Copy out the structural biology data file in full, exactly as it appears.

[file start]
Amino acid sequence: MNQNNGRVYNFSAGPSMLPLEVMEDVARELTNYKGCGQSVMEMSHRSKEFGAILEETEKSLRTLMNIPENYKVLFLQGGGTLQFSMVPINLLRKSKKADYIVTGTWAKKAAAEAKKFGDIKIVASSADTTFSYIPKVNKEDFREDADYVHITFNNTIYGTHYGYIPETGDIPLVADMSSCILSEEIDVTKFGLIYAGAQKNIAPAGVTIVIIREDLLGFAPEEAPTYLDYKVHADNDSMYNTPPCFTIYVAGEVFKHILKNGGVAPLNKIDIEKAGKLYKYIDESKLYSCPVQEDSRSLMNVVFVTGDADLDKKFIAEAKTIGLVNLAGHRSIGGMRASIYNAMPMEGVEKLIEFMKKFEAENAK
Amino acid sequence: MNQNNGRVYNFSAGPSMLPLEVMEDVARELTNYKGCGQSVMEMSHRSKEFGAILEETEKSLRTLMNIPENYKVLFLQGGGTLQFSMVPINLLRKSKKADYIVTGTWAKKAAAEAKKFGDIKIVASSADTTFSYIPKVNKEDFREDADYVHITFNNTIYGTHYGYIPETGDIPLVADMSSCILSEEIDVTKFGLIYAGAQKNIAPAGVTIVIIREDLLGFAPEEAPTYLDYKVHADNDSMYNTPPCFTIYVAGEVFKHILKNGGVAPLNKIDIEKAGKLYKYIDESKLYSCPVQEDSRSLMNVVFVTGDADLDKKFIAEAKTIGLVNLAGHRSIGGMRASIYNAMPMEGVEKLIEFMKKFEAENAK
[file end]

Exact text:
Amino acid sequence: MNQNNGRVYNFSAGPSMLPLEVMEDVARELTNYKGCGQSVMEMSHRSKEFGAILEETEKSLRTLMNIPENYKVLFLQGGGTLQFSMVPINLLRKSKKADYIVTGTWAKKAAAEAKKFGDIKIVASSADTTFSYIPKVNKEDFREDADYVHITFNNTIYGTHYGYIPETGDIPLVADMSSCILSEEIDVTKFGLIYAGAQKNIAPAGVTIVIIREDLLGFAPEEAPTYLDYKVHADNDSMYNTPPCFTIYVAGEVFKHILKNGGVAPLNKIDIEKAGKLYKYIDESKLYSCPVQEDSRSLMNVVFVTGDADLDKKFIAEAKTIGLVNLAGHRSIGGMRASIYNAMPMEGVEKLIEFMKKFEAENAK
Amino acid sequence: MNQNNGRVYNFSAGPSMLPLEVMEDVARELTNYKGCGQSVMEMSHRSKEFGAILEETEKSLRTLMNIPENYKVLFLQGGGTLQFSMVPINLLRKSKKADYIVTGTWAKKAAAEAKKFGDIKIVASSADTTFSYIPKVNKEDFREDADYVHITFNNTIYGTHYGYIPETGDIPLVADMSSCILSEEIDVTKFGLIYAGAQKNIAPAGVTIVIIREDLLGFAPEEAPTYLDYKVHADNDSMYNTPPCFTIYVAGEVFKHILKNGGVAPLNKIDIEKAGKLYKYIDESKLYSCPVQEDSRSLMNVVFVTGDADLDKKFIAEAKTIGLVNLAGHRSIGGMRASIYNAMPMEGVEKLIEFMKKFEAENAK